The role of a chief information officer may have been a mystery to some, but the advent of FITARA has shown a more prominent spotlight on how these leaders direct agencies' digital future.

So to speak.

In a May 23 roundtable discussion at ACT-IAC's Management of Change conference, four agency CIOs — who, per conference rules, may not be identified — talked about the day-to-day challenges and opportunities of being the top information officers.

Here are three things we learned:

1. It's complicated.

Much like an ambiguous Facebook relationship status, the life of a CIO is complex, nuanced and full of a discussion.

As the face of the agency's digital operations, CIOs spend a lot of time interfacing with not only their own teams but also outside groups and constituents and listening to them all.

"My day is generally going to meetings," said one CIO. "Either meetings inside my organization or meetings outside my organization, around the agency or whoever it is that I need to be talking with about what we do or what we are trying to accomplish and how we can meet their needs.

But while all of this interaction provides the leaders with information, the challenge comes when the CIOs have to direct their strategic projects into action.

"A good day is when we can make a decision," the CIO said.

Another CIO agreed that with multiple customers and networks, their job requires a nimbleness and an innate ability to prioritize projects and stretch resources. "In the midst of what we have going on — we all know our budget situation — the requirements outpace our budget and the demand is not changing," the CIO said. "So for any given day, I am negotiating between, 'Here's what I can do in this given timeframe,' to "Do we really need all of this right now?'"

2. FITARA has made them popular.

Since the IT acquisition law has given CIOs the power to shape their agency's digital infrastructure, the private sector is clamoring to provide them with new solutions, making time management a priority.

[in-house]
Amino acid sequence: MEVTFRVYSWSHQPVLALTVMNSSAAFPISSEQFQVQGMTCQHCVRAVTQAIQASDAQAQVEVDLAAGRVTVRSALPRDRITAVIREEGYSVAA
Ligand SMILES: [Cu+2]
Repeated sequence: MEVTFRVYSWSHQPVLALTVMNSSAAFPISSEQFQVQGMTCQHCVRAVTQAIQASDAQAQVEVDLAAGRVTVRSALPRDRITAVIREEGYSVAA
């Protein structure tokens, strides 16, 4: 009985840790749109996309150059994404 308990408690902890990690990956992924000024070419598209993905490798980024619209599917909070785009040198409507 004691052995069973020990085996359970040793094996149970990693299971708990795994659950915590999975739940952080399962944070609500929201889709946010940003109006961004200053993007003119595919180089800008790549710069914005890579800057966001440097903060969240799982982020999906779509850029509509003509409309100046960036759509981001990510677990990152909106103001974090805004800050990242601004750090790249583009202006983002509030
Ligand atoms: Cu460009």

"We couldn't do our job without industry," one CIO said. "I probably get 15 or 20 emails a day from vendors who want to meet. Obviously, I can't meet with everybody who would like just 20 minutes of my time. Mostly, in the office, I meet with our existing vendors that we need to manage relationships with and to encourage my staff to meet with folks who are interested in doing business with the agency."

3. Failing small is better than trying to remove all risk.

With CIOs moving toward an agile development of their IT, the focus has shifted from the long-term rollout of finished projects to embracing some level of risk to ensure that IT systems reach incremental achievements toward the overall goal.

"Part of our move towards agile is recognizing risk," one of the panelists they said. "What we’ve done historically is pretend that by planning everything out in minute detail we can eliminate all of the risks. We were fooling ourselves."

The CIO said now it's better to think big during the early part of the IT plan to see where the bugs are so you can fix before they become crippling.

"We’ve said to folks, ‘Take risks up front. Test something out and if it fails at $15,000, we’ve learned something and we move on," they a panelist said. "I don’t have to explain to anybody that I had a failure that costs $15,000. It’s a lot harder for me to explain that we worked for five years and spent $30 million and then we failed."

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